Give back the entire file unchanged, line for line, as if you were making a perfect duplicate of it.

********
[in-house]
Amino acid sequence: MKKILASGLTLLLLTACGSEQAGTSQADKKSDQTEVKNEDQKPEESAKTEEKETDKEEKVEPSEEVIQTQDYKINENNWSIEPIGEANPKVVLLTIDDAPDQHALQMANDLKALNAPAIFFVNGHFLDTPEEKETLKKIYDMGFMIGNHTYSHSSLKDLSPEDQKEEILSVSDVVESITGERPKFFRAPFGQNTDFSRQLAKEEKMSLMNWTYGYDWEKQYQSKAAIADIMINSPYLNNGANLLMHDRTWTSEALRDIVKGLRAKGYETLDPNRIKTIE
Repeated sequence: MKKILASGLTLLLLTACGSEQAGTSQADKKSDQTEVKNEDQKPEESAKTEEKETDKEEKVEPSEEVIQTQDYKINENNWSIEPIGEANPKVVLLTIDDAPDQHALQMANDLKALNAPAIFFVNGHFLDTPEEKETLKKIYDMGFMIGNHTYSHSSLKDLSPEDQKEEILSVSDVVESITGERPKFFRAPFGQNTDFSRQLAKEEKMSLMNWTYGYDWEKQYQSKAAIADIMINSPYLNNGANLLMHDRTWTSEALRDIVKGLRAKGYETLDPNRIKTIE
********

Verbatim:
[in-house]
Amino acid sequence: MKKILASGLTLLLLTACGSEQAGTSQADKKSDQTEVKNEDQKPEESAKTEEKETDKEEKVEPSEEVIQTQDYKINENNWSIEPIGEANPKVVLLTIDDAPDQHALQMANDLKALNAPAIFFVNGHFLDTPEEKETLKKIYDMGFMIGNHTYSHSSLKDLSPEDQKEEILSVSDVVESITGERPKFFRAPFGQNTDFSRQLAKEEKMSLMNWTYGYDWEKQYQSKAAIADIMINSPYLNNGANLLMHDRTWTSEALRDIVKGLRAKGYETLDPNRIKTIE
Repeated sequence: MKKILASGLTLLLLTACGSEQAGTSQADKKSDQTEVKNEDQKPEESAKTEEKETDKEEKVEPSEEVIQTQDYKINENNWSIEPIGEANPKVVLLTIDDAPDQHALQMANDLKALNAPAIFFVNGHFLDTPEEKETLKKIYDMGFMIGNHTYSHSSLKDLSPEDQKEEILSVSDVVESITGERPKFFRAPFGQNTDFSRQLAKEEKMSLMNWTYGYDWEKQYQSKAAIADIMINSPYLNNGANLLMHDRTWTSEALRDIVKGLRAKGYETLDPNRIKTIE